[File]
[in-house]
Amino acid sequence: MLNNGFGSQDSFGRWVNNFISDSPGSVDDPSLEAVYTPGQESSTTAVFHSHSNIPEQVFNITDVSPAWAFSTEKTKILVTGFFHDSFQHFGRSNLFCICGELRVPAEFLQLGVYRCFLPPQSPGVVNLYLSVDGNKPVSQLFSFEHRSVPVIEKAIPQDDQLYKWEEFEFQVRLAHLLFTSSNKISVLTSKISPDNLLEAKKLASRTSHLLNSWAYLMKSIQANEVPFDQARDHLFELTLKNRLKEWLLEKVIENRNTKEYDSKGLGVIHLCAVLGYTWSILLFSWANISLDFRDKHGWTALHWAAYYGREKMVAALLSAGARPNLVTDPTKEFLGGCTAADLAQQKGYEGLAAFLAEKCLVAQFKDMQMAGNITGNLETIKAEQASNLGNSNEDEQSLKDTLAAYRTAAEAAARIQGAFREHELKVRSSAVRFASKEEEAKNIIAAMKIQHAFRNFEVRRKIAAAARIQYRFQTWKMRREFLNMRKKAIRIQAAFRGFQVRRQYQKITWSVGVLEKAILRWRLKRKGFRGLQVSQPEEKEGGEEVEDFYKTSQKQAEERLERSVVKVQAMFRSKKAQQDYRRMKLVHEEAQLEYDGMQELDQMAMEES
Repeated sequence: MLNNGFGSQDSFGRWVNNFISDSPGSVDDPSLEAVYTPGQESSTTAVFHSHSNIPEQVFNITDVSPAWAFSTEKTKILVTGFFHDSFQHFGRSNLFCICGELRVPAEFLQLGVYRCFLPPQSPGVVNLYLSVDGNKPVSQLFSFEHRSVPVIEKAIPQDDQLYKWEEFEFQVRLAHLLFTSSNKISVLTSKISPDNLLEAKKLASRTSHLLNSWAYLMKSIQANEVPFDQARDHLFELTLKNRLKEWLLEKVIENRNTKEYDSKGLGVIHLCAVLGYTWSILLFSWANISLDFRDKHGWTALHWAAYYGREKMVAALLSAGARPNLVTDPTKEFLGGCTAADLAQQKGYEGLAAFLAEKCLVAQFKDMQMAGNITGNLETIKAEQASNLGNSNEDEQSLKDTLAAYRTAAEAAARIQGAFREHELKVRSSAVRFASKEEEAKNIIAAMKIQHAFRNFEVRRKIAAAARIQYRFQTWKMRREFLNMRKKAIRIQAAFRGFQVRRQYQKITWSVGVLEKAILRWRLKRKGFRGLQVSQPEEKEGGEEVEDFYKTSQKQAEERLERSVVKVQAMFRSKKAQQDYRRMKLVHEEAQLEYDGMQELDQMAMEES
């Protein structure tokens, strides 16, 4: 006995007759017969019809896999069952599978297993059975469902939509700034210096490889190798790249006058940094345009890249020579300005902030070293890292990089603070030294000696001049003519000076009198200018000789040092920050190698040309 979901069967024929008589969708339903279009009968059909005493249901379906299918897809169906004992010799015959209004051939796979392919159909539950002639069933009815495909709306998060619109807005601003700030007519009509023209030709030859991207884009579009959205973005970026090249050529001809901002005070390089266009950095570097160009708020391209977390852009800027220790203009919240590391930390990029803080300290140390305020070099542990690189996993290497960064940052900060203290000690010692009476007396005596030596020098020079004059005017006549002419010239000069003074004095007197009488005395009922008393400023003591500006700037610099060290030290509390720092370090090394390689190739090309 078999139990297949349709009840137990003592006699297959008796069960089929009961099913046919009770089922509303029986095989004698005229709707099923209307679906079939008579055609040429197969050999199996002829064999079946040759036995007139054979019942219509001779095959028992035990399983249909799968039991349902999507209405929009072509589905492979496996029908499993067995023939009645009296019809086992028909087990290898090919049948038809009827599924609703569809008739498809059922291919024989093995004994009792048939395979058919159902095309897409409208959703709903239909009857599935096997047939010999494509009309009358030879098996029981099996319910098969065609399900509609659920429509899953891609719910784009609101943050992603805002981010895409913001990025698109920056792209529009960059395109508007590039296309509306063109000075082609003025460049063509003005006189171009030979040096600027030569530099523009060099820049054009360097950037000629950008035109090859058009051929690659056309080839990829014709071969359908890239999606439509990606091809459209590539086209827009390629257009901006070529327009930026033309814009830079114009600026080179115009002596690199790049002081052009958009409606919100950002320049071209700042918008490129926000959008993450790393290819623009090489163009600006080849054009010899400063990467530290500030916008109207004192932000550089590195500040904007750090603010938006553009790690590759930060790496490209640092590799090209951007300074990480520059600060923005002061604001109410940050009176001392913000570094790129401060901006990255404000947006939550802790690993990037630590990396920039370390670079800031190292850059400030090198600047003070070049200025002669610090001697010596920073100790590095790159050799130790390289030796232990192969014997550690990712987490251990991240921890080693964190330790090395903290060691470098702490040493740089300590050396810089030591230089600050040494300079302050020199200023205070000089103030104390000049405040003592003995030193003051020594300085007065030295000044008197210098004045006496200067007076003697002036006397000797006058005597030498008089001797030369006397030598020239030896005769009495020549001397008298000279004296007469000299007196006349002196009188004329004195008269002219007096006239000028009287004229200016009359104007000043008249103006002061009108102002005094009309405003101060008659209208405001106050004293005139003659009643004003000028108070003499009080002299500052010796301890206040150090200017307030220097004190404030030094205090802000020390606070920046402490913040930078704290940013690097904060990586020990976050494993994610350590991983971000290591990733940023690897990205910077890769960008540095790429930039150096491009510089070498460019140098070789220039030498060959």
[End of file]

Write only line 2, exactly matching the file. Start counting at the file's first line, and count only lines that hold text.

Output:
Amino acid sequence: MLNNGFGSQDSFGRWVNNFISDSPGSVDDPSLEAVYTPGQESSTTAVFHSHSNIPEQVFNITDVSPAWAFSTEKTKILVTGFFHDSFQHFGRSNLFCICGELRVPAEFLQLGVYRCFLPPQSPGVVNLYLSVDGNKPVSQLFSFEHRSVPVIEKAIPQDDQLYKWEEFEFQVRLAHLLFTSSNKISVLTSKISPDNLLEAKKLASRTSHLLNSWAYLMKSIQANEVPFDQARDHLFELTLKNRLKEWLLEKVIENRNTKEYDSKGLGVIHLCAVLGYTWSILLFSWANISLDFRDKHGWTALHWAAYYGREKMVAALLSAGARPNLVTDPTKEFLGGCTAADLAQQKGYEGLAAFLAEKCLVAQFKDMQMAGNITGNLETIKAEQASNLGNSNEDEQSLKDTLAAYRTAAEAAARIQGAFREHELKVRSSAVRFASKEEEAKNIIAAMKIQHAFRNFEVRRKIAAAARIQYRFQTWKMRREFLNMRKKAIRIQAAFRGFQVRRQYQKITWSVGVLEKAILRWRLKRKGFRGLQVSQPEEKEGGEEVEDFYKTSQKQAEERLERSVVKVQAMFRSKKAQQDYRRMKLVHEEAQLEYDGMQELDQMAMEES